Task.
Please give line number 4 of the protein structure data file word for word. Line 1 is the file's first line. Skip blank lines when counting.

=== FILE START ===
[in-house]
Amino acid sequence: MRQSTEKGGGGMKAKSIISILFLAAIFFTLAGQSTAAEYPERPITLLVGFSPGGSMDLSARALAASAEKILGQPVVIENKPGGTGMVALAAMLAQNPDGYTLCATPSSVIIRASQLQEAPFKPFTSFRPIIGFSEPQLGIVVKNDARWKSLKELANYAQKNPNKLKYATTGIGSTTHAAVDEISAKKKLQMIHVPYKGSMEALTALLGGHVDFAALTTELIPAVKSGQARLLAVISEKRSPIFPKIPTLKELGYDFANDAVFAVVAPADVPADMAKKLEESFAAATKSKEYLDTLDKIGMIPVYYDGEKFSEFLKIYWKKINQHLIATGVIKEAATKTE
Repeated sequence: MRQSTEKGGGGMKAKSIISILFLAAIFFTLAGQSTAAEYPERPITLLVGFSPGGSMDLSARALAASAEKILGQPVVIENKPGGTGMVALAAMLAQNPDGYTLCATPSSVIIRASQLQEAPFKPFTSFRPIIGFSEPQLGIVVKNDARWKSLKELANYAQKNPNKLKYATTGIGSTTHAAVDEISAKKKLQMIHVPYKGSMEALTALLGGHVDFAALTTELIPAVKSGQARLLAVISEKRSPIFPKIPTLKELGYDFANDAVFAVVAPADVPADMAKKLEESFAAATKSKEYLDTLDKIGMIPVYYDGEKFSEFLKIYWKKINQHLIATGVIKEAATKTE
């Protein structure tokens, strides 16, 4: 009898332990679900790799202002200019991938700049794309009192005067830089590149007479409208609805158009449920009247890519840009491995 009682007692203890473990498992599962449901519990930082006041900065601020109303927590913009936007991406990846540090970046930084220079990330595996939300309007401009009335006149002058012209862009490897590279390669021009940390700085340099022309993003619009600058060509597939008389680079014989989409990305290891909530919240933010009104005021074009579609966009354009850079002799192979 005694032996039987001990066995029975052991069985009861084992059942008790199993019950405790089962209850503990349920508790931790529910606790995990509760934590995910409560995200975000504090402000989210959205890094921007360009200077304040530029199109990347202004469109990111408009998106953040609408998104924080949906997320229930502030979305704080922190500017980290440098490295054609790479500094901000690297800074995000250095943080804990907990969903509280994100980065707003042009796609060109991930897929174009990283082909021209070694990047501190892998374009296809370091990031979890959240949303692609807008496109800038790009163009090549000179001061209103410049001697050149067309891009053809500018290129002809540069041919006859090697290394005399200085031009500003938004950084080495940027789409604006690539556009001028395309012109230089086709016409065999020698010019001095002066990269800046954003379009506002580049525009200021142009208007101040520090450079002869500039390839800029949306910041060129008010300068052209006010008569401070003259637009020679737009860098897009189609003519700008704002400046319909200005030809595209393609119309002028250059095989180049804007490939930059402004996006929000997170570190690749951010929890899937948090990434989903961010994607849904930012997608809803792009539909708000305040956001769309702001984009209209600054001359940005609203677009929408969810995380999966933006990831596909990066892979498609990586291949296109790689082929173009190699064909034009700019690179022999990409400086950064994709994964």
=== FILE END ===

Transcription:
């Protein structure tokens, strides 16, 4: 009898332990679900790799202002200019991938700049794309009192005067830089590149007479409208609805158009449920009247890519840009491995 009682007692203890473990498992599962449901519990930082006041900065601020109303927590913009936007991406990846540090970046930084220079990330595996939300309007401009009335006149002058012209862009490897590279390669021009940390700085340099022309993003619009600058060509597939008389680079014989989409990305290891909530919240933010009104005021074009579609966009354009850079002799192979 005694032996039987001990066995029975052991069985009861084992059942008790199993019950405790089962209850503990349920508790931790529910606790995990509760934590995910409560995200975000504090402000989210959205890094921007360009200077304040530029199109990347202004469109990111408009998106953040609408998104924080949906997320229930502030979305704080922190500017980290440098490295054609790479500094901000690297800074995000250095943080804990907990969903509280994100980065707003042009796609060109991930897929174009990283082909021209070694990047501190892998374009296809370091990031979890959240949303692609807008496109800038790009163009090549000179001061209103410049001697050149067309891009053809500018290129002809540069041919006859090697290394005399200085031009500003938004950084080495940027789409604006690539556009001028395309012109230089086709016409065999020698010019001095002066990269800046954003379009506002580049525009200021142009208007101040520090450079002869500039390839800029949306910041060129008010300068052209006010008569401070003259637009020679737009860098897009189609003519700008704002400046319909200005030809595209393609119309002028250059095989180049804007490939930059402004996006929000997170570190690749951010929890899937948090990434989903961010994607849904930012997608809803792009539909708000305040956001769309702001984009209209600054001359940005609203677009929408969810995380999966933006990831596909990066892979498609990586291949296109790689082929173009190699064909034009700019690179022999990409400086950064994709994964």